Brian Allee-Walsh

Woeful start prevents New Orleans Saints from earning ‘A’ on midterm report card

New Orleans Saints running back Alvin Kamara (41) runs against the Tampa Bay Buccaneers in New Orleans on Sunday.
New Orleans Saints running back Alvin Kamara (41) runs against the Tampa Bay Buccaneers in New Orleans on Sunday. AP

My mid-term grade is B+ and trending upward.

I wanted to get that out of the way as soon as possible and move on to more important things when it comes to the hot-to-trot NFC South-leading New Orleans Saints, winners of six straight and counting going into Sunday’s game at Buffalo (5-3).

Item 1: Outside of quarterback Drew Brees, the one player the Saints can ill-afford to lose going forward is rookie running back Alvin “AK 41” Kamara, who has accounted for 652 yards from scrimmage and team-high five touchdowns. Kamara already has justified the decision by Saints officials to give second- and seventh-round picks in 2018 to San Francisco and move up to get him in the third round at No. 67.

He’s a “Joker” gone wild, referring to the dual role of running back/pass catcher previously played by Reggie Bush and most recently by Darren Sproles in coach Sean Payton’s multifaceted offense.

No, Kamara is not the second coming of Hall of Fame running back Marshall Faulk of New Orleans, though Payton sees a strong resemblance between the two.

And to think, it was Kamara who made future Hall of Fame running back Adrian Peterson expendable in New Orleans, not Mark Ingram.

Item 2: More kudos for Saints GM Mickey Loomis and the Saints football operations. By luring middle linebacker A.J. Klein and wide receiver/return specialist Ted Ginn Jr. away from Carolina in free agency, the Saints not only bolstered their defense and offense but they also weakened a team inside their division.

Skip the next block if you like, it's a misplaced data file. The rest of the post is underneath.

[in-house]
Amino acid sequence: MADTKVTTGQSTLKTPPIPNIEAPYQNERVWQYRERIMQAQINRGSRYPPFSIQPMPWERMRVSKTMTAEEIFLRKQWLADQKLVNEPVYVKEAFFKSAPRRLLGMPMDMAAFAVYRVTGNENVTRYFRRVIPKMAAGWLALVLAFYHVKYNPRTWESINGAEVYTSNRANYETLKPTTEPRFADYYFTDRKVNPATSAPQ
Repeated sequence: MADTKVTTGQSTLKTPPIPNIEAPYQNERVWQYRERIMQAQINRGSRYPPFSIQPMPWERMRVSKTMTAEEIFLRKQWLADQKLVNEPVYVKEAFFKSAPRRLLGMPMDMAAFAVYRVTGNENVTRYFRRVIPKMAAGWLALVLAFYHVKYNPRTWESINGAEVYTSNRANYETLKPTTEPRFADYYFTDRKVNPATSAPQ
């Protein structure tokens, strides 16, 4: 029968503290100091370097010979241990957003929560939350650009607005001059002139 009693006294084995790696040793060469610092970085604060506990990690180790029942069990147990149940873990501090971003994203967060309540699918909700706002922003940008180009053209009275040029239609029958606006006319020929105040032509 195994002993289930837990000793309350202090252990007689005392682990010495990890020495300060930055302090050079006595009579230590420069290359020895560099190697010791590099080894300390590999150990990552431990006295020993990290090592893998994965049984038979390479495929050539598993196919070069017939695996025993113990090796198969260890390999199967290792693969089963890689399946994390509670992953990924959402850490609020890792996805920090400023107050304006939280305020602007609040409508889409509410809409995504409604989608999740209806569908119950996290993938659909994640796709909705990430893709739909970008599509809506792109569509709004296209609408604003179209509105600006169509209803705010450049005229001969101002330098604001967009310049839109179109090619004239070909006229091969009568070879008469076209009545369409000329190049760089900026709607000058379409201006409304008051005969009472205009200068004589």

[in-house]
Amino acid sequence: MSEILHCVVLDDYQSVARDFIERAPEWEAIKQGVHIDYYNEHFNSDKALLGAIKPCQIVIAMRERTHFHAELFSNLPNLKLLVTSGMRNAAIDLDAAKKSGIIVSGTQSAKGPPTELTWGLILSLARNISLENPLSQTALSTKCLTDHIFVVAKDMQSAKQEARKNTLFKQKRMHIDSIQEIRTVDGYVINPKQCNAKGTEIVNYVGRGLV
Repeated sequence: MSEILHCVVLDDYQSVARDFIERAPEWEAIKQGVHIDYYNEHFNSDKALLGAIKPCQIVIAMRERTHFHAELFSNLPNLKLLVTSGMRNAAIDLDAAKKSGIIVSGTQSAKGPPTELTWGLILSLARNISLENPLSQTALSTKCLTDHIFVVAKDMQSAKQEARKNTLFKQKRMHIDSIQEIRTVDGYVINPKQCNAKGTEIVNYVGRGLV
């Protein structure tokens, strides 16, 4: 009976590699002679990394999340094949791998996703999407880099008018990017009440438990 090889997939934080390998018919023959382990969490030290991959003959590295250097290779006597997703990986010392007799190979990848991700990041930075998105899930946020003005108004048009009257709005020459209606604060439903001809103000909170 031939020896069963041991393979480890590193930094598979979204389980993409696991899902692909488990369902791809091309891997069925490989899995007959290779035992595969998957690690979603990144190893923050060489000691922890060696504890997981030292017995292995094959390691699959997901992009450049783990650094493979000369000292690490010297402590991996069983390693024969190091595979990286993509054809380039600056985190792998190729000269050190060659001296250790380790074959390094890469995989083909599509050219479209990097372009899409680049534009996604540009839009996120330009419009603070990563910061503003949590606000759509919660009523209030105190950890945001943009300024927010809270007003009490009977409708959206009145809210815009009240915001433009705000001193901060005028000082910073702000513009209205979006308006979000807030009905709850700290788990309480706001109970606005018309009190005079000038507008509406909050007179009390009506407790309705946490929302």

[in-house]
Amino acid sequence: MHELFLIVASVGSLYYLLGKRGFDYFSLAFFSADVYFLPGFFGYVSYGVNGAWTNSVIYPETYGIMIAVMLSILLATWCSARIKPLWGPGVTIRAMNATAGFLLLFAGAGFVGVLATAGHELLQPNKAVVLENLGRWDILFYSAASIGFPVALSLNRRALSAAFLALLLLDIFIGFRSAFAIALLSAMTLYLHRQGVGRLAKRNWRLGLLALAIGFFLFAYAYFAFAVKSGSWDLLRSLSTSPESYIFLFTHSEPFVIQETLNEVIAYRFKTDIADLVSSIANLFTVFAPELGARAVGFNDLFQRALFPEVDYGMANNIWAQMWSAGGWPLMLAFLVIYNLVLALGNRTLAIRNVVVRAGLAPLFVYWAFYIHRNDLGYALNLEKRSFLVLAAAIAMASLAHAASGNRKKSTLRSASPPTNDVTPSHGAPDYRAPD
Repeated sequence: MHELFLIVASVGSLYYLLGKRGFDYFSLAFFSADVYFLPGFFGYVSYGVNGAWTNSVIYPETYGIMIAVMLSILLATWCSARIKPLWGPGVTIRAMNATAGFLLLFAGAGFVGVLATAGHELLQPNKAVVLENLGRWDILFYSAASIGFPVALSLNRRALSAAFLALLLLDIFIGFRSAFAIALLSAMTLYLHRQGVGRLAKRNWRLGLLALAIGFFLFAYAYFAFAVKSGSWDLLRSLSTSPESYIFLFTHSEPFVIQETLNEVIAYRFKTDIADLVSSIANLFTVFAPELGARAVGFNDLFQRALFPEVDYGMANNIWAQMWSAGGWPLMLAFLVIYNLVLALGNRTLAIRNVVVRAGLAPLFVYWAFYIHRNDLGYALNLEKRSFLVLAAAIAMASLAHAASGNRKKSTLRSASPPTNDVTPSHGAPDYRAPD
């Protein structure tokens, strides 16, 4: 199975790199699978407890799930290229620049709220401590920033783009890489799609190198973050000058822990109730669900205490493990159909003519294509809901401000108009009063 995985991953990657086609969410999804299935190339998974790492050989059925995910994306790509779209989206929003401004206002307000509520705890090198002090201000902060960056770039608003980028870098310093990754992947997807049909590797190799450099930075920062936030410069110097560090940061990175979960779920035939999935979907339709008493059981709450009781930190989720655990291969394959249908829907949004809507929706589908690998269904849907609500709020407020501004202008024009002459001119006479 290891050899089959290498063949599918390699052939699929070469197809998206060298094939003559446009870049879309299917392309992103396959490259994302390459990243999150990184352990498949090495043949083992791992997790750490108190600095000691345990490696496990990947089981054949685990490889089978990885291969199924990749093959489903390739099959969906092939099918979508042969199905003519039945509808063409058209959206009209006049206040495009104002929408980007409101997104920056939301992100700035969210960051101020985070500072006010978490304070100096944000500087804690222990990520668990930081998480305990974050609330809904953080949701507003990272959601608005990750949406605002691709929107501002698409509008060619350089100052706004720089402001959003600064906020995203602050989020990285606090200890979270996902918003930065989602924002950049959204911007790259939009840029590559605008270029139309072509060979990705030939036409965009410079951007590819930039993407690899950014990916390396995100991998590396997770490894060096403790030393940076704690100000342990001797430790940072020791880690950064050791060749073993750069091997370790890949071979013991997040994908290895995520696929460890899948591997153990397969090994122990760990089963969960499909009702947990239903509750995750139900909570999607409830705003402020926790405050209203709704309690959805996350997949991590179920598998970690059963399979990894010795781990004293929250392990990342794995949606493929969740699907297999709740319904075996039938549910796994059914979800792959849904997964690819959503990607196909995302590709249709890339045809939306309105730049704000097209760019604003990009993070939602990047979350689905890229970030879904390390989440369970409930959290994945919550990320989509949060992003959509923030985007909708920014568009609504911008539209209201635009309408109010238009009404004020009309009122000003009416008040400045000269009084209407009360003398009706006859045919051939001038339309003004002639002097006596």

Current Panthers middle linebacker Luke Kuechly might be one concussion away from calling it a career and quarterback Cam Newton lacks a receiver who can stretch a defense.

Klein is the human equivalent of Gorilla Glue, a super bonding agent for the NFL’s most improved defense. And, Ginn has become the team’s most dependable deep threat and essentially replaced Willie Snead as the team’s No. 2 receiver, catching 28 passes for 480 yards (17.1 ypc) and three TDs.

Item 3: The sudden transformation by the Saints defensive unit under coordinator Dennis Allen from historically bad to inexplicably good is absolutely mind boggling.

As of today, the Saints’ defense ranks 15th league-wide in total yards (326. ypg) and T9 in scoring defense (19.4 ppg). By comparison, the Saints’ defense in 2009 ranked 25th in total yards (357.8 ypg) and 20th in scoring defense (21.3 ppg) en route to winning Super Bowl XLIV.

Now, I’m not suggesting the 6-2 Saints are Super Bowl bound, not after an incomplete sampling of eight games. But I’m not dismissing that possibly, either, not without further discussion.

But that’s a story for another day.

Brian Allee-Walsh is a long-time Saints reporter based in New Orleans. He can be reached at sports@sunherald.com.

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